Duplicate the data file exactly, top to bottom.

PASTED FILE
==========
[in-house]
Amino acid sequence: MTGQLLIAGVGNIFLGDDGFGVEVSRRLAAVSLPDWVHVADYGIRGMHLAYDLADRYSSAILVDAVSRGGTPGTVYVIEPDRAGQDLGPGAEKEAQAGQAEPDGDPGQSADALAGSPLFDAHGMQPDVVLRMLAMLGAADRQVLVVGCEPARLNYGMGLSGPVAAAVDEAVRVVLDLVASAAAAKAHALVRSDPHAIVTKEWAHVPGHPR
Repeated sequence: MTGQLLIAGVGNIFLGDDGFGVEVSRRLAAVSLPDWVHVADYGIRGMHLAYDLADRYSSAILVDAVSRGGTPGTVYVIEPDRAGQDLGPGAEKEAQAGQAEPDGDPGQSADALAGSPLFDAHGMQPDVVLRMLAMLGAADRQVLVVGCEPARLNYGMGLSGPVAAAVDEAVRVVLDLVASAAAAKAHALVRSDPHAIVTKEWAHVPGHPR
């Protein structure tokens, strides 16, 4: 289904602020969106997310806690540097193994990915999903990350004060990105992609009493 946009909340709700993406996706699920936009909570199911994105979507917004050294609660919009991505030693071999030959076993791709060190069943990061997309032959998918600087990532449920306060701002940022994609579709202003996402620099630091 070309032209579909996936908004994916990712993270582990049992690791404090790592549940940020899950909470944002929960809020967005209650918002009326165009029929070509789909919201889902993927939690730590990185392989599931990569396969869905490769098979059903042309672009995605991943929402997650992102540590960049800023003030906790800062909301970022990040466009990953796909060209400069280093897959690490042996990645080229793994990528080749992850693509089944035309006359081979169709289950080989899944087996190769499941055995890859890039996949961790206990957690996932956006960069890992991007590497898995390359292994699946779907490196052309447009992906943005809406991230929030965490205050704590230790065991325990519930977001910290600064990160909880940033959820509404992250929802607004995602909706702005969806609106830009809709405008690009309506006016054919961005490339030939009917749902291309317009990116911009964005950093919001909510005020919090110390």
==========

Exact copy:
[in-house]
Amino acid sequence: MTGQLLIAGVGNIFLGDDGFGVEVSRRLAAVSLPDWVHVADYGIRGMHLAYDLADRYSSAILVDAVSRGGTPGTVYVIEPDRAGQDLGPGAEKEAQAGQAEPDGDPGQSADALAGSPLFDAHGMQPDVVLRMLAMLGAADRQVLVVGCEPARLNYGMGLSGPVAAAVDEAVRVVLDLVASAAAAKAHALVRSDPHAIVTKEWAHVPGHPR
Repeated sequence: MTGQLLIAGVGNIFLGDDGFGVEVSRRLAAVSLPDWVHVADYGIRGMHLAYDLADRYSSAILVDAVSRGGTPGTVYVIEPDRAGQDLGPGAEKEAQAGQAEPDGDPGQSADALAGSPLFDAHGMQPDVVLRMLAMLGAADRQVLVVGCEPARLNYGMGLSGPVAAAVDEAVRVVLDLVASAAAAKAHALVRSDPHAIVTKEWAHVPGHPR
């Protein structure tokens, strides 16, 4: 289904602020969106997310806690540097193994990915999903990350004060990105992609009493 946009909340709700993406996706699920936009909570199911994105979507917004050294609660919009991505030693071999030959076993791709060190069943990061997309032959998918600087990532449920306060701002940022994609579709202003996402620099630091 070309032209579909996936908004994916990712993270582990049992690791404090790592549940940020899950909470944002929960809020967005209650918002009326165009029929070509789909919201889902993927939690730590990185392989599931990569396969869905490769098979059903042309672009995605991943929402997650992102540590960049800023003030906790800062909301970022990040466009990953796909060209400069280093897959690490042996990645080229793994990528080749992850693509089944035309006359081979169709289950080989899944087996190769499941055995890859890039996949961790206990957690996932956006960069890992991007590497898995390359292994699946779907490196052309447009992906943005809406991230929030965490205050704590230790065991325990519930977001910290600064990160909880940033959820509404992250929802607004995602909706702005969806609106830009809709405008690009309506006016054919961005490339030939009917749902291309317009990116911009964005950093919001909510005020919090110390």